A Meta-Analysis on the Impact of Alcohol Dependence on Short-Term Resting-State Heart Rate Variability: Implications for Cardiovascular Risk
Article first published online: 26 JUL 2012
Copyright © 2012 by the Research Society on Alcoholism
Alcoholism: Clinical and Experimental Research
Volume 37, Issue Supplement s1, pages E23–E29, January 2013
How to Cite
Quintana, D. S., McGregor, I. S., Guastella, A. J., Malhi, G. S. and Kemp, A. H. (2013), A Meta-Analysis on the Impact of Alcohol Dependence on Short-Term Resting-State Heart Rate Variability: Implications for Cardiovascular Risk. Alcoholism: Clinical and Experimental Research, 37: E23–E29. doi: 10.1111/j.1530-0277.2012.01913.x
- Issue published online: 15 JAN 2013
- Article first published online: 26 JUL 2012
- Manuscript Accepted: 4 JUN 2012
- Manuscript Received: 31 JAN 2012
- Australian Rotary Health. Grant Number: 571101
- Australian Research Council. Grant Number: 571101
- National Health and Medical Research Council. Grant Numbers: 571101, 0771426, 512523, 510135
- Alcohol Dependence;
- Heart Rate Variability;
- Cardiovascular Disease
Alcohol dependence is associated with an increased likelihood of cardiac events. Reductions in heart rate variability (HRV) may be one mechanism linking dependence with these events. HRV may also be related to poor social functioning and the lack of impulse control commonly observed in alcohol-dependent individuals. However, prior studies on the impact of alcohol dependence on HRV have reported contradictory findings highlighting the need for a meta-analysis.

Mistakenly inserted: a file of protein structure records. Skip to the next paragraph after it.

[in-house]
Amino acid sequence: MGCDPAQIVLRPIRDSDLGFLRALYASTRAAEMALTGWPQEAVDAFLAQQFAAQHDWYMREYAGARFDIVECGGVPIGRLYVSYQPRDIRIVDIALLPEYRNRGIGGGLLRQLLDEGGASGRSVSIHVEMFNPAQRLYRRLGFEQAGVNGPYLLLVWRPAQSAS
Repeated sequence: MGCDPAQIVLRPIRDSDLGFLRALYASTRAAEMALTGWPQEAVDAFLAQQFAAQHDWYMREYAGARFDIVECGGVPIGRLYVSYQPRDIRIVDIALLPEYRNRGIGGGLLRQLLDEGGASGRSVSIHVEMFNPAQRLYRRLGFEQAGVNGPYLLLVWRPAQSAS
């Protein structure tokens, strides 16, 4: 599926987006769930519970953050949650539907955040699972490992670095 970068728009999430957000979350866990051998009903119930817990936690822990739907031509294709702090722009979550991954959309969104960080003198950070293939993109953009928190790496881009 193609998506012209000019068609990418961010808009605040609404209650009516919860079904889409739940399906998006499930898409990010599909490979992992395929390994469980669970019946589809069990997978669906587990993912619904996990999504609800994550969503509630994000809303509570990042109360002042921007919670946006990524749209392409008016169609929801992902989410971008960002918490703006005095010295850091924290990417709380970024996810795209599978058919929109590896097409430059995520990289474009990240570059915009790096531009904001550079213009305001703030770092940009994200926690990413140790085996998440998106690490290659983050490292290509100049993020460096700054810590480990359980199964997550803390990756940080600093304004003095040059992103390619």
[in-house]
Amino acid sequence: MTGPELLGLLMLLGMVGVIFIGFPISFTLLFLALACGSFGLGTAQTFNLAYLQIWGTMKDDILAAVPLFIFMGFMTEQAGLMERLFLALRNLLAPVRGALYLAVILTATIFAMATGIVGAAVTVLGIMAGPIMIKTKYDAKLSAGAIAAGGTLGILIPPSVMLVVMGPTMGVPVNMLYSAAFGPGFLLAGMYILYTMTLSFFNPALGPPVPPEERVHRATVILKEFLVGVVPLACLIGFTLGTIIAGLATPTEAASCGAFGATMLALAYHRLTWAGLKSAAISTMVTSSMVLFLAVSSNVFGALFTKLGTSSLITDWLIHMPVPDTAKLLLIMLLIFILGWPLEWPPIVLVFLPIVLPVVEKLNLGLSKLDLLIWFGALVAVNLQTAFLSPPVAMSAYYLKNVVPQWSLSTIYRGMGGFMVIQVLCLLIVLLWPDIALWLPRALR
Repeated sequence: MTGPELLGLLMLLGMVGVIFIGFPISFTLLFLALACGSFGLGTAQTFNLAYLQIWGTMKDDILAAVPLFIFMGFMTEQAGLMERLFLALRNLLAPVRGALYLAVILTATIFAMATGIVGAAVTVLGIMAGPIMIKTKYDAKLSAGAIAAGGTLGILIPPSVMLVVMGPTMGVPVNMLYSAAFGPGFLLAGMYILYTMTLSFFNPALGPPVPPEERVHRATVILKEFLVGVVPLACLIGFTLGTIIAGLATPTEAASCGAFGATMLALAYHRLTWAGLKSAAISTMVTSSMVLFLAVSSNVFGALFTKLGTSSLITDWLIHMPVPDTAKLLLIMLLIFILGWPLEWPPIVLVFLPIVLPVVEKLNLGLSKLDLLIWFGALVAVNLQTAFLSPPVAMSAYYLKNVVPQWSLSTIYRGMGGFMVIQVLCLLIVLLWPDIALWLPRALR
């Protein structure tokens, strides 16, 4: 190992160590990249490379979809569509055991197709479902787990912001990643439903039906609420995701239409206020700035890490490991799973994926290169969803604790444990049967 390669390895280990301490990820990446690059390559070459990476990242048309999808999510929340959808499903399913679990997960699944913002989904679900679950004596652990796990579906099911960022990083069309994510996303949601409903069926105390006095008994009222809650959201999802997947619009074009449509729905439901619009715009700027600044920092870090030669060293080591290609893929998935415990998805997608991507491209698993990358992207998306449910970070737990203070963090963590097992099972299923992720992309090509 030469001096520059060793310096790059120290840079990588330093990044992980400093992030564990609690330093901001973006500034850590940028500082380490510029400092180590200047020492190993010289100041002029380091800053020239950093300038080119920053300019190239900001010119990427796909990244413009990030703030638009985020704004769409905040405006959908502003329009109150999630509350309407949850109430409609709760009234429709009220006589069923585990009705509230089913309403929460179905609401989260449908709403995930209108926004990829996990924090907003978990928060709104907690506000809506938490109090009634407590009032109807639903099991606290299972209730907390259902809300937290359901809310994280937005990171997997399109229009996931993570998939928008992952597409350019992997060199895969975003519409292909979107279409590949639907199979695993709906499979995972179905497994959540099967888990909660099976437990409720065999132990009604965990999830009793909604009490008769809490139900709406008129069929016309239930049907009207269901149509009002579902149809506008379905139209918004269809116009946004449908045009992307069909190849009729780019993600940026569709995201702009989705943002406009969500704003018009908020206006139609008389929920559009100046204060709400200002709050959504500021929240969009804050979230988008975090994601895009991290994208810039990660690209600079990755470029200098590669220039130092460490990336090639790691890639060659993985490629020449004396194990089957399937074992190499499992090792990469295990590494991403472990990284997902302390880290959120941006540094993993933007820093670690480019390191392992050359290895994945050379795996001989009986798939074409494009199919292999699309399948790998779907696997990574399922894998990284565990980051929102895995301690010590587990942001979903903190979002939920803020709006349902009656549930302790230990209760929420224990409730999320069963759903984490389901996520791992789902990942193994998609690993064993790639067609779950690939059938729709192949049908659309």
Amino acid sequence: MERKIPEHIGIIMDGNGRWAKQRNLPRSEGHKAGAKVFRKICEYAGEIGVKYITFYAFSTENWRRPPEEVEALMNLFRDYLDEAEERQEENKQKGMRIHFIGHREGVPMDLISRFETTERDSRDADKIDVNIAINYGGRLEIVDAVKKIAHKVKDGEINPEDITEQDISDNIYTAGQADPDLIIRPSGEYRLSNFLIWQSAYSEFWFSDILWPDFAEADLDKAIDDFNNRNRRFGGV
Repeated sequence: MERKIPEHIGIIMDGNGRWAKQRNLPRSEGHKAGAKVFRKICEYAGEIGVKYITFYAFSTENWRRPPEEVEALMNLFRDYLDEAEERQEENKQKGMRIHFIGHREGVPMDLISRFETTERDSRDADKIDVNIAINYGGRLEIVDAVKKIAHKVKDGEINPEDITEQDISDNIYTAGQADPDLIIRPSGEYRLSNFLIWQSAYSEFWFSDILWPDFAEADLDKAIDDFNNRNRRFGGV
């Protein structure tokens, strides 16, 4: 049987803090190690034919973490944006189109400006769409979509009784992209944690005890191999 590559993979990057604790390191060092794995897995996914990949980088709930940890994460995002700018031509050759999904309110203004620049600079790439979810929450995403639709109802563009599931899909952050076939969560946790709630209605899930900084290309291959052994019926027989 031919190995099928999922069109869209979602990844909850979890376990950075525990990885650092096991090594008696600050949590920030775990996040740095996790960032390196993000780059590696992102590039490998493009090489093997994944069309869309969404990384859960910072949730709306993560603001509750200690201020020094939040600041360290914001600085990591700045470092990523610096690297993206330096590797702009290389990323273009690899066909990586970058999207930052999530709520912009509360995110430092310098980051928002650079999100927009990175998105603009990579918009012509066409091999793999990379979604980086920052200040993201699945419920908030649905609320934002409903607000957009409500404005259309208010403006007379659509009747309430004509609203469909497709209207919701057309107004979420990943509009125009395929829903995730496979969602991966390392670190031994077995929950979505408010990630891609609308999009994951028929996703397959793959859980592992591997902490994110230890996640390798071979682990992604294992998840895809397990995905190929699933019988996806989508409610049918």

Studies comparing short-term HRV in alcohol-dependent populations and healthy controls who were nondependent were considered for meta-analysis. Only studies reporting findings from participants without cardiovascular disease were included in the analysis.
Meta-analyses were based on 6 articles that fulfilled inclusion criteria, comprising a total of 177 alcohol-dependent participants and 216 nondependent participants. Alcohol-dependent participants displayed reduced HRV (Hedges' g = −0.6, p > 0.001) in comparison with nondependent participants. No differences were observed between the summary effect sizes obtained from different HRV domains (Q = 1.19, p = 0.55).
Alcohol dependence is associated with reduced HRV, an effect associated with a medium effect size. Findings highlight the importance of monitoring alcohol-dependent patients for cardiac disease and emphasize the need for cardiovascular risk reduction strategies in these patients.